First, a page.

From the Vice Chancellor

Professor David Lloyd, Vice Chancellor and President

Life begins at *insert looming round number here*.

As we turn 30, it’s appropriate that we take some time to reflect on how we got to where we are, and where we are going next. If university years were measured out like dog or cat years, UniSA would still be a toddler on the wider scale of institutional ageing. I like to think of us more as an overachiever. A little precocious. Definitely still young, and still learning.

For an institution forged out of two South Australian powerhouses of education, the Institute of Technology and parts of the South Australian College of Advanced Education in 1991, UniSA was an early leader in collaborative, career-focused education. We’d had a history of serving the needs of the community through education and research and we were fortunate that the redoubtable Professor Denise Bradley was there to play a huge part in forging us. Denise set the tone for a university unshackled by tradition, where optimism, industry connectivity and inclusion were foundational values and where more Australians from more diverse backgrounds would start to build their careers.

She understood clearly that education not only empowers individuals but transforms whole societies and dedicated her career to making changes in higher education in Australia that would see more women, Aboriginal people and people from diverse social and economic backgrounds have the transformational opportunity of a good education.

We lost Denise a year ago but her vision of a university lives on in everything we do. We plan to honour her by renaming the building formerly known as the UniSA Cancer Research Centre, the largest ever capital project in UniSA’s history. It will soon be known as the Bradley Building. A fitting tribute. Denise was ever willing to challenge the status quo, as do our researchers within that facility. They’re not only dedicated to controlling cancer and its effects on quality of life but they’re looking at the wider impact of cancer – not only on the individual, but also on the community which surrounds and supports them. It’s the kind of medical research, with a focus on the community, that Denise would have been proud of.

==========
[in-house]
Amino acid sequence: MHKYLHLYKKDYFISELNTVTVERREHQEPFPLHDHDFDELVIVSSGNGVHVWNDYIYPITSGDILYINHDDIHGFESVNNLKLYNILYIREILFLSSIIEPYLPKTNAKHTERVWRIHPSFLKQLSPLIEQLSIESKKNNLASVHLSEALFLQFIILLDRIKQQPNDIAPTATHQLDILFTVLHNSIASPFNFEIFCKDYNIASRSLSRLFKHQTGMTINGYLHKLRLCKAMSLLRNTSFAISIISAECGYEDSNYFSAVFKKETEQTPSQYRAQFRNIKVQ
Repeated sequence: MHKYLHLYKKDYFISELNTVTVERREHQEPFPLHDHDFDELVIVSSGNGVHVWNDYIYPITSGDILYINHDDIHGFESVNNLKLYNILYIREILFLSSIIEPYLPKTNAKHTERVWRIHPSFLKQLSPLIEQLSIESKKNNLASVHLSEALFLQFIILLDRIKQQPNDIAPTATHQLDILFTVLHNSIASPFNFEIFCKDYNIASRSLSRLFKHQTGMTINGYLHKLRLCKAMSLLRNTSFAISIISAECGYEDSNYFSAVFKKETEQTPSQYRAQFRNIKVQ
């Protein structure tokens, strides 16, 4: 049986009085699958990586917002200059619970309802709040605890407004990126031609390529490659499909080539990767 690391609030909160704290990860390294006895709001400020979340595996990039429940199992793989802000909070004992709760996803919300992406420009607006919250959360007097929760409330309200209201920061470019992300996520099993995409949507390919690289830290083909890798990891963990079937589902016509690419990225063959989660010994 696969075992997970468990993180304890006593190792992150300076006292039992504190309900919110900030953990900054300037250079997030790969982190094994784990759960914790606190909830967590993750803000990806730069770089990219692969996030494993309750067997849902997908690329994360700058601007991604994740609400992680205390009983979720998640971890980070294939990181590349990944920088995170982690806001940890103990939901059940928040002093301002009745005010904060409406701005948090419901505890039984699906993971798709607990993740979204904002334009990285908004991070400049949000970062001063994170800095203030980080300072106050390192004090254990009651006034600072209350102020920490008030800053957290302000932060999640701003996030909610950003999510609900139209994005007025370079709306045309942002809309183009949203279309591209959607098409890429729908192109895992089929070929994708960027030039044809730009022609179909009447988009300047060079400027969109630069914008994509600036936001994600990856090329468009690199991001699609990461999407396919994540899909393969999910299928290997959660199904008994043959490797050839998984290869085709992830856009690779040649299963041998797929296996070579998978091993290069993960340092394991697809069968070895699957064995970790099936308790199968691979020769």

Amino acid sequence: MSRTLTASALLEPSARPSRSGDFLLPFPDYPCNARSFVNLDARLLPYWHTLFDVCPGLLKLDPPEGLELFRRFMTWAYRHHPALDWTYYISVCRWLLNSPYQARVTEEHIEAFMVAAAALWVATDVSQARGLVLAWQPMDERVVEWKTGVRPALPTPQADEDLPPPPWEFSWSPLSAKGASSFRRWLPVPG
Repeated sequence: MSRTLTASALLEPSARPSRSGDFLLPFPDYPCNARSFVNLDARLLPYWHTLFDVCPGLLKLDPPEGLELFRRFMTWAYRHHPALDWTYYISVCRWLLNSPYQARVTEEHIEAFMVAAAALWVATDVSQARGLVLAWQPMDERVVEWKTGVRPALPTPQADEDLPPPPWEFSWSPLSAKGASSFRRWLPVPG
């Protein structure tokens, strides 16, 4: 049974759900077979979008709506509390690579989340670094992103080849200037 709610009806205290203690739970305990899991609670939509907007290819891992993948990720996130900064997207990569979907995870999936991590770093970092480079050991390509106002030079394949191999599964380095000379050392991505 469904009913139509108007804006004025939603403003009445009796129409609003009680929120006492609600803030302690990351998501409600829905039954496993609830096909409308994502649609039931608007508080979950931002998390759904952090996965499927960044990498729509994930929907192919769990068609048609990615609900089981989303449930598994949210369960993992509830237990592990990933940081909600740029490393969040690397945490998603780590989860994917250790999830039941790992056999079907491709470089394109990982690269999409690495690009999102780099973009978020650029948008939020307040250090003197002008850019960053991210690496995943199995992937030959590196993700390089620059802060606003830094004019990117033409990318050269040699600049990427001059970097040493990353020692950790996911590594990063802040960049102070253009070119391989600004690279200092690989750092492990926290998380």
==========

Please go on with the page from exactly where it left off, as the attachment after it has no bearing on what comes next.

Last year we lost a little momentum as the pandemic closed borders and prevented some of our most vibrant students from joining us on campus. It caused a setback but didn’t derail the future we plan for the institution Denise helped build. One of the big forthcoming advances is the new Enterprise Hub, our new physical and virtual shopfront that will turbocharge industry, government, community and not-for-profit engagement with UniSA. We’re already Australia’s most industry connected university, but with the Enterprise Hub in play, you’ll soon see even more collaborative teams of our researchers and industry partners working on problems, both global and local, to drive recovery and economic growth.

To be really successful in creating effective solutions to problems, our goal for this significant initiative is to grow partner and researcher engagement and to shape business and community prosperity in South Australia and beyond. The hub is being co-created with our partners and communities and we’ll work together to turn ideas into action.

The world’s response to the global pandemic has reaffirmed to everyone the power of education. It’s shown how powerful it can be when you are capable of knowing the difference between ‘alternative’ or ‘optional’ facts and to recognise when people are choosing to believe the stories that support their world view, and not the truth. Education and research have accelerated the development and delivery of new vaccines and allowed the interrogation of global data like never before – as humanity is galvanised to address a truly global challenge. Before this, the fastest any vaccine had previously been developed, from viral sampling to approval, was four years. That was for mumps in the 1960s.

The power of education and its product – exceptional graduates – has been clearly demonstrated to us all this year. Our part, the house that Denise Bradley built, turns 30 years young this year. UniSA is justifiably considered one of the world’s best young universities. Because we plainly are. Given all we have achieved, not least in a year that saw us rolling up our sleeves and moving classes online, supporting students in financial need and keeping the place running while most of us steered it from home, just goes to prove once again how unstoppable we really are.

Professor David Lloyd
Vice Chancellor and President